Radiation takes many forms and occurs naturally in the environment. It is also produced artificially e.g. in nuclear reactors to generate electricity.
Businesses and organisations which wish to use or dispose of radioactive material must be licensed by the Environment Agency.
Radiation Incident Monitoring Network
The network, which was set up after the nuclear reactor disaster at Chernobyl in 1986, monitors radiation levels in the UK and alerts from other countries. It advises the government and local authorities on appropriate action following a 'radiation incident'.
Nottingham City Council is Nottinghamshire's lead authority for RIMNet. The authority is able to receive and respond to notification of incidents 24 hours a day, 365 days a year, and if necessary implement its emergency plan in conjunction with Nottinghamshire's other local authorities and the emergency services.
Radioactivity in Food and the Environment
The Radioactivity in Food and the Environment 2011 report gives results of a UK wide monitoring programme for radioactivity in food and environment. This monitoring has been conducted by the Environment Agency and the Food Standards Agency.
The monitoring programme assesses the levels of radioactivity and the amount of radiation the public is exposed to near 39 nuclear sites in the UK. The report enables us to check that radiation exposure to the public is within legal limits across the country.
Summary Results : General radiation levels
- Levels of radioactivity in the environment are falling
- Radioactivity from natural background continues to be a more significant source of exposure to communities in all areas of the UK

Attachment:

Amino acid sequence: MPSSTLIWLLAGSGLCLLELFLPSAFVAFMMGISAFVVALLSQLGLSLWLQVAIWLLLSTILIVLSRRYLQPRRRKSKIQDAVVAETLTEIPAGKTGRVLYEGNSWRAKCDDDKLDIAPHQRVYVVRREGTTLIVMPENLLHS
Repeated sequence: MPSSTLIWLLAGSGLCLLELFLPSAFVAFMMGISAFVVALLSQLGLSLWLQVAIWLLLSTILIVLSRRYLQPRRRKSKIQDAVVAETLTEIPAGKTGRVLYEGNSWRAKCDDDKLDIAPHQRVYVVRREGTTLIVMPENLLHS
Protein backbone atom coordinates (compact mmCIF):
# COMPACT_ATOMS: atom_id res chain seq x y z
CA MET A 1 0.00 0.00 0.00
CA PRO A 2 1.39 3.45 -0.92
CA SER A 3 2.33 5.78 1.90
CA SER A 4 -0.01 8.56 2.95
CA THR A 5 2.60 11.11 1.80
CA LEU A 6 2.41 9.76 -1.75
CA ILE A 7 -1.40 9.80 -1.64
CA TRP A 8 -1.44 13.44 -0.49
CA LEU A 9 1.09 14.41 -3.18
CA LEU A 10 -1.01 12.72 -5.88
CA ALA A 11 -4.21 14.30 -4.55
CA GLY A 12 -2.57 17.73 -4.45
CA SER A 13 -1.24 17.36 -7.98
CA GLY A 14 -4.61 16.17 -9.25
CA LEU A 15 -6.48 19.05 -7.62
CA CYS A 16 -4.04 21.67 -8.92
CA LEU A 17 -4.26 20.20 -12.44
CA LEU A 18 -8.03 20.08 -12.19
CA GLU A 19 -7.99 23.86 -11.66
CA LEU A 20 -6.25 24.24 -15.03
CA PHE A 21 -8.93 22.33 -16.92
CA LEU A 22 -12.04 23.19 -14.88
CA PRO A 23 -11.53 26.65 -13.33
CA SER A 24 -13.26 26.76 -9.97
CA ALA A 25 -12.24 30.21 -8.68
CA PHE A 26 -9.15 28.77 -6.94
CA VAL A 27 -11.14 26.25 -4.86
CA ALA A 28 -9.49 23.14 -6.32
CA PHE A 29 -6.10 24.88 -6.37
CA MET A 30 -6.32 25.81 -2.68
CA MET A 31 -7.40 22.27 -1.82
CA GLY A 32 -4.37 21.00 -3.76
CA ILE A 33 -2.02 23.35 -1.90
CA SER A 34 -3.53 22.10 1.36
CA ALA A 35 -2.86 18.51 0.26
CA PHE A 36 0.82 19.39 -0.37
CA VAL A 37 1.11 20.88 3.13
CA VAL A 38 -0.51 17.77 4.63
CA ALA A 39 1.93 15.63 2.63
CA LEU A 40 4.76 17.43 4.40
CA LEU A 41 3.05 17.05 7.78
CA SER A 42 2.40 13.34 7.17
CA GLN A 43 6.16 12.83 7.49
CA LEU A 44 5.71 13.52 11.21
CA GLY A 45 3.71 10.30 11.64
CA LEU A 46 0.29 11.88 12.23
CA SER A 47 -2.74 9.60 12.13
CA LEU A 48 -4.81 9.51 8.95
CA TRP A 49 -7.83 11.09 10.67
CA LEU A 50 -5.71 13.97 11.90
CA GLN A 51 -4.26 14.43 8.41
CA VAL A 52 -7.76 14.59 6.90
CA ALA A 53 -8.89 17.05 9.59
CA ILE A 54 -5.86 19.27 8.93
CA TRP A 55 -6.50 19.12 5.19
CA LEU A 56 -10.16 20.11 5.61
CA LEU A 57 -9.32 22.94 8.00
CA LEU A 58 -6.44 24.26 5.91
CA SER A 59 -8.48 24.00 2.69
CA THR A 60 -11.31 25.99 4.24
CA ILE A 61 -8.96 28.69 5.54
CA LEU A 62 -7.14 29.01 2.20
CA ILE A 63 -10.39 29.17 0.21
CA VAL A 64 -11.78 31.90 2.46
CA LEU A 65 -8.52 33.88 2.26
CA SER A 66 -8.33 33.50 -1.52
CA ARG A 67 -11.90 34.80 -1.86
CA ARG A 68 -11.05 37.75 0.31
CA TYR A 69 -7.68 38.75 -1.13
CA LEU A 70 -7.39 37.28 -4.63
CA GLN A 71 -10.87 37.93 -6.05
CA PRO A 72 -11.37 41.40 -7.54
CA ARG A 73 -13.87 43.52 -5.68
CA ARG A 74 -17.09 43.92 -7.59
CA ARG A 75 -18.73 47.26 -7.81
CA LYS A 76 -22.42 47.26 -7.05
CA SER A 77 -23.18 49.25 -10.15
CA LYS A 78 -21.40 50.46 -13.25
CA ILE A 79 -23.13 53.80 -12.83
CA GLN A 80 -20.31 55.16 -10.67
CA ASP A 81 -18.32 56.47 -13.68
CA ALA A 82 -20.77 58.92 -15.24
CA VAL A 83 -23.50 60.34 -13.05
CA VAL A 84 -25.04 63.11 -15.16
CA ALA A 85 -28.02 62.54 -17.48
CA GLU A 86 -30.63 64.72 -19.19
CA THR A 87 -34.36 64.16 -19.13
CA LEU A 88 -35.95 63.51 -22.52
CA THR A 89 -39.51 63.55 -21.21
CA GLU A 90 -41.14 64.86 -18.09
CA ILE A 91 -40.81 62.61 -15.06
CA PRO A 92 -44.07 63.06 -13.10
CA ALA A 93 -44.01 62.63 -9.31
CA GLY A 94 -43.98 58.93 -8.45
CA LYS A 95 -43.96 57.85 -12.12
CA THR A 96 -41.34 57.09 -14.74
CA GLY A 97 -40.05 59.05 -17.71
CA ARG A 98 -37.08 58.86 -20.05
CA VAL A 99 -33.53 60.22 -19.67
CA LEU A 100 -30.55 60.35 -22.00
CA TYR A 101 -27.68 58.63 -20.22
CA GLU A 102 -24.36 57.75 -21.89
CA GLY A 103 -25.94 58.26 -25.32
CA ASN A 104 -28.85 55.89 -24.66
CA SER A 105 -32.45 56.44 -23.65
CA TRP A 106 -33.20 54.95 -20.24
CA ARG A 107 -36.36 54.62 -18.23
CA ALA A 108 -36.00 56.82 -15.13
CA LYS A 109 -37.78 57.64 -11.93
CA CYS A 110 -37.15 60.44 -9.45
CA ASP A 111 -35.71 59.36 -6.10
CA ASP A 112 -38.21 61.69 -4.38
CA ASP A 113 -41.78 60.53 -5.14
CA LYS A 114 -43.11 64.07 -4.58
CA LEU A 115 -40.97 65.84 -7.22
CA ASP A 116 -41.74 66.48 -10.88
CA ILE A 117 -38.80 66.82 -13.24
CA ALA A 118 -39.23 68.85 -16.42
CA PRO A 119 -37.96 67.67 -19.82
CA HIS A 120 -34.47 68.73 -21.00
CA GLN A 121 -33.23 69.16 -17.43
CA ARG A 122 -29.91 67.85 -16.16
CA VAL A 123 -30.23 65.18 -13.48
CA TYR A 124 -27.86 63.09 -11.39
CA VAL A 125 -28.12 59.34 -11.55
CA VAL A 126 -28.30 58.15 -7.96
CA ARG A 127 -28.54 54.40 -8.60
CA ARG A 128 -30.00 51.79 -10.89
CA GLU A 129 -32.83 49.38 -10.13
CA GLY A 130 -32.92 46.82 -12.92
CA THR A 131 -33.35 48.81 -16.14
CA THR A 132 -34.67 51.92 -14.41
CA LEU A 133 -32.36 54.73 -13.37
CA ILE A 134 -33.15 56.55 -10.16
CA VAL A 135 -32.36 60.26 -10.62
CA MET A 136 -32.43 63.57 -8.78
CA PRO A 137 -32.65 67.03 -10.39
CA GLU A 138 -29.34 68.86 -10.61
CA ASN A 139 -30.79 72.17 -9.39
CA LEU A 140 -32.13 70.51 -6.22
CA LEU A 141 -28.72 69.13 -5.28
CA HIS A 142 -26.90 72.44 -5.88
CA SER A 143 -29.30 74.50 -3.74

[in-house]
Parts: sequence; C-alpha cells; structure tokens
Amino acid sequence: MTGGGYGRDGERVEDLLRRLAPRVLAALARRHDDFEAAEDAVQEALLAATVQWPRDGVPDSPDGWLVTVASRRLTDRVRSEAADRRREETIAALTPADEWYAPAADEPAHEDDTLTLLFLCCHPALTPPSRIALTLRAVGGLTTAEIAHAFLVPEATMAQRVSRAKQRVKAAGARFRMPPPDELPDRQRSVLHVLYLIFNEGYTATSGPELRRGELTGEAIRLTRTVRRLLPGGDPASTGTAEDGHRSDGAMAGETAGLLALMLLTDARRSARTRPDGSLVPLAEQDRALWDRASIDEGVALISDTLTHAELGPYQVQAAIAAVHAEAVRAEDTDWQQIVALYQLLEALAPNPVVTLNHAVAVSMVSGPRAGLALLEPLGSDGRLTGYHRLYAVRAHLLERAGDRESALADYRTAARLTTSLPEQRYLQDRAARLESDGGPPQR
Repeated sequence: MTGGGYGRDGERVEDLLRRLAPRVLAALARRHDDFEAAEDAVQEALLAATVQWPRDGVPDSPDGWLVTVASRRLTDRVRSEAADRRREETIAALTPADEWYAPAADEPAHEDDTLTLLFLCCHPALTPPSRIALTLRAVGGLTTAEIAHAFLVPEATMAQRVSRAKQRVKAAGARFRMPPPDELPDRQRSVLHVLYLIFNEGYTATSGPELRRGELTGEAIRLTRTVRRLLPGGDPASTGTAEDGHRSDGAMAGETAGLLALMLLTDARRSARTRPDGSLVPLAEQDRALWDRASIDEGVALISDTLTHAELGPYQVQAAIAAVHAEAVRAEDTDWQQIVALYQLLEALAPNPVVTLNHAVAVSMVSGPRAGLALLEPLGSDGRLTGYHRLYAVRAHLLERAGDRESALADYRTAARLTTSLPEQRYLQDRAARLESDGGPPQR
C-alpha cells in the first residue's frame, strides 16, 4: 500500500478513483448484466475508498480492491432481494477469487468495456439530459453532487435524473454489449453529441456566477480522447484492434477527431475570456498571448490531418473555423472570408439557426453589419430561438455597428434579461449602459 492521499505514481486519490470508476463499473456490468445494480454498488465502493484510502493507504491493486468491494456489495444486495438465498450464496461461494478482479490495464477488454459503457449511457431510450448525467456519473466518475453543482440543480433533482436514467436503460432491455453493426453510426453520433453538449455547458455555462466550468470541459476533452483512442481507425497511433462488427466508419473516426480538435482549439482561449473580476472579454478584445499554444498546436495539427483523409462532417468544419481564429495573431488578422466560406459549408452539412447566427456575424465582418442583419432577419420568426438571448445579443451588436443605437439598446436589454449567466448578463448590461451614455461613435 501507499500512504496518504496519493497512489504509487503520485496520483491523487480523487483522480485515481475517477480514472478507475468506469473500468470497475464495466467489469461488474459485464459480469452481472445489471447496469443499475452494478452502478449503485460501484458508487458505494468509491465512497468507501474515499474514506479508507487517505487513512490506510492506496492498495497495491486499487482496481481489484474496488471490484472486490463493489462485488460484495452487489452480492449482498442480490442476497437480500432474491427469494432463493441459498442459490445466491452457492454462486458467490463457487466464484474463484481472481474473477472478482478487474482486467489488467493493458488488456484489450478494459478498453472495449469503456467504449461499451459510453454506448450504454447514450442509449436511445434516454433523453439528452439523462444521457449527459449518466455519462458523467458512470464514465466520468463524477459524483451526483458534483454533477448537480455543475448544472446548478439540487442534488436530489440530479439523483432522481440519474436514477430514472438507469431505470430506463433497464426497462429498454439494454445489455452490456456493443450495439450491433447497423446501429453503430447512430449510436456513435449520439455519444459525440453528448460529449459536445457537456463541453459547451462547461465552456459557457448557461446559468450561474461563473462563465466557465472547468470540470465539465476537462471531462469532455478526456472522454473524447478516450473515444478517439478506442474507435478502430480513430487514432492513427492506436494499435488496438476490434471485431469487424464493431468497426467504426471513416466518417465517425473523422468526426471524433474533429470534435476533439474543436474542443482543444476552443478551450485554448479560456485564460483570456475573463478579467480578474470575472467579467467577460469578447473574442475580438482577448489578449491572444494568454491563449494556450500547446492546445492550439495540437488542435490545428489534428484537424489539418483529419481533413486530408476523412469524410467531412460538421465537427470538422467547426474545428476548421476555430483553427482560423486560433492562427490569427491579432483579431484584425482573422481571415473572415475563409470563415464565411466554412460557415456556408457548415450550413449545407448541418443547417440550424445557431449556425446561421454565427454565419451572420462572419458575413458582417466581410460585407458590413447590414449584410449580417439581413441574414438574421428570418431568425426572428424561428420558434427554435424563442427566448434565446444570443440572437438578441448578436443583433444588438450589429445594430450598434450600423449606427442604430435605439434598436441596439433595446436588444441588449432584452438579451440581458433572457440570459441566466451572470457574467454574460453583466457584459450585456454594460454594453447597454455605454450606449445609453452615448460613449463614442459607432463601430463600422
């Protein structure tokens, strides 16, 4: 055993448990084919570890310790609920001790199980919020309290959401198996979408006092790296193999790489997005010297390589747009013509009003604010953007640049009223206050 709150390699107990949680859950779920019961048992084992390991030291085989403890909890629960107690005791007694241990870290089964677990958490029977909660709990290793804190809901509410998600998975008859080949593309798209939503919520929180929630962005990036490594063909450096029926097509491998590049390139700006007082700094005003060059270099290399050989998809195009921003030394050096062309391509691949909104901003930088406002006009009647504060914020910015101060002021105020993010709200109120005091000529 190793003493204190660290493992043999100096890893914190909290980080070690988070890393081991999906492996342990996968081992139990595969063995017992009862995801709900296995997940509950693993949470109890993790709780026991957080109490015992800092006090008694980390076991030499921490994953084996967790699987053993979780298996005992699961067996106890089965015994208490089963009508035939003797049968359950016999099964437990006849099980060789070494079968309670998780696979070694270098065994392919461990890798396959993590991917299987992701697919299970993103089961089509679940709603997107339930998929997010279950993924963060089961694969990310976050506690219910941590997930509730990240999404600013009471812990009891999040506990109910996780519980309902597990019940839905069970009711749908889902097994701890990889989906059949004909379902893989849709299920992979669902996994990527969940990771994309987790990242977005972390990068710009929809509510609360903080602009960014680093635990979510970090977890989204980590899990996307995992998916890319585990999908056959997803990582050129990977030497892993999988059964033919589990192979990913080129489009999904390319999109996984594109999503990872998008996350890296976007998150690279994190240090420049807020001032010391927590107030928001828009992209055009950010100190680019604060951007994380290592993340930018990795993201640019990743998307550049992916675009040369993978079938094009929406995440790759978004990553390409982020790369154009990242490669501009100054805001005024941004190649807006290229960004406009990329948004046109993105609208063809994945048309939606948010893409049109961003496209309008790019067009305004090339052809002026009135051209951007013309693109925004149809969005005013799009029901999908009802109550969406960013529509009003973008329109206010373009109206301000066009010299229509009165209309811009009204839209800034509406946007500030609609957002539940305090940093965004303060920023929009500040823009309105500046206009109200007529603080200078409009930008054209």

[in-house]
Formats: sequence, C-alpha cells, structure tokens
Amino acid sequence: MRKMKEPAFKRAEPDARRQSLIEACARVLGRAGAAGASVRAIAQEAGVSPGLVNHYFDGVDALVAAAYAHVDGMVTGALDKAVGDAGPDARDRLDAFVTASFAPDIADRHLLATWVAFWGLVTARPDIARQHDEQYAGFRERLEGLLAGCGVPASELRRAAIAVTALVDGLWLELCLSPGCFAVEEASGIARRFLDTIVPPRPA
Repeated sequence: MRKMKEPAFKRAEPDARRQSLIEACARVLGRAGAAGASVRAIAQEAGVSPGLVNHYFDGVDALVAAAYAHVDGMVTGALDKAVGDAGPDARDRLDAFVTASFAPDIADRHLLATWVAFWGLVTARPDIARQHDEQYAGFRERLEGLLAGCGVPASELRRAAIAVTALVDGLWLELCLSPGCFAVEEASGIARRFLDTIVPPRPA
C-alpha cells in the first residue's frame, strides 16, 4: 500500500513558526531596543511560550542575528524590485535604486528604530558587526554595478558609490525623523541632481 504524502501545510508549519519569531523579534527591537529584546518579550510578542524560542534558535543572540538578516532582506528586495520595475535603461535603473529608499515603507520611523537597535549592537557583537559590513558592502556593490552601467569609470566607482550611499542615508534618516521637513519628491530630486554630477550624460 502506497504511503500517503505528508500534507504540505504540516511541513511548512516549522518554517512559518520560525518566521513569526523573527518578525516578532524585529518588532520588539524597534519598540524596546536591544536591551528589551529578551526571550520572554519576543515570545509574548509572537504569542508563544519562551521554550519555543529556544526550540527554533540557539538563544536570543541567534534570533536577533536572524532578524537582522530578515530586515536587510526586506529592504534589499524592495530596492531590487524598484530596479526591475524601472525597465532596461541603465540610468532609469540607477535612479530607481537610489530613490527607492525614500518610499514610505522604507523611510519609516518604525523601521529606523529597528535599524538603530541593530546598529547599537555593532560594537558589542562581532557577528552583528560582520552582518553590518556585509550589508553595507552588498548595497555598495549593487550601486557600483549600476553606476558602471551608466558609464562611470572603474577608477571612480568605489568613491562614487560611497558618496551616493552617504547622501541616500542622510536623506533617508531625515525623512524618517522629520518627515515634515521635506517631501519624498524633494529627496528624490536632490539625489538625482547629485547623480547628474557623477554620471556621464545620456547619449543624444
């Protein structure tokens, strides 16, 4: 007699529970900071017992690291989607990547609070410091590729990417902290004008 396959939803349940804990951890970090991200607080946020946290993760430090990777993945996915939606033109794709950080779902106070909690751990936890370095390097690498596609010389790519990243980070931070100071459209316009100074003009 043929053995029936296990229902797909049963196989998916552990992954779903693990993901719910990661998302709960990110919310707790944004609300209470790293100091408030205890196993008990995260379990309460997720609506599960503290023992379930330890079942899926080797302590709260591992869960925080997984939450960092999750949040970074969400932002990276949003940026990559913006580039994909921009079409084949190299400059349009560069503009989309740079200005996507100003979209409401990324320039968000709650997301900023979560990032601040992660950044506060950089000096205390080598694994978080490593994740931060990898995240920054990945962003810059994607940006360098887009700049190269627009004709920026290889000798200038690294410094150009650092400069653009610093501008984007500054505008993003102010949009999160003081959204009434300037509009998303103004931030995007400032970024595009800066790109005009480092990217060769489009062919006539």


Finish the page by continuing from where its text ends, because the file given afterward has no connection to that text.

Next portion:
Radiation in food
- Food remains safe and the public's exposure to ionising radiation is within legal limits. Click here for more information on ionising radiation
- There were no major changes in levels of radioactivity in food or environmental materials in 2006 to those in 2005
Electromagnetic Radiation emitted from mobile telephone base stations, radio transmitters, and microwave links.
The siting and location of these units is subject to the planning process. As a consultee in the planning process the Pollution Control Team, they refer to the appropriate standards and makes recommendations to the Development Control Section on the siting of mobile phone base stations, transmitters and microwave links.
Electromagnetic Radiation from home and workplace wireless-based technologies (e.g. bluetooth, Wi-Fi, cordless telephones)
European Directive 93/68/EEC (22 July 1993) stipulates that items of radio equipment with the CE mark will not produce radiation which would cause any danger.
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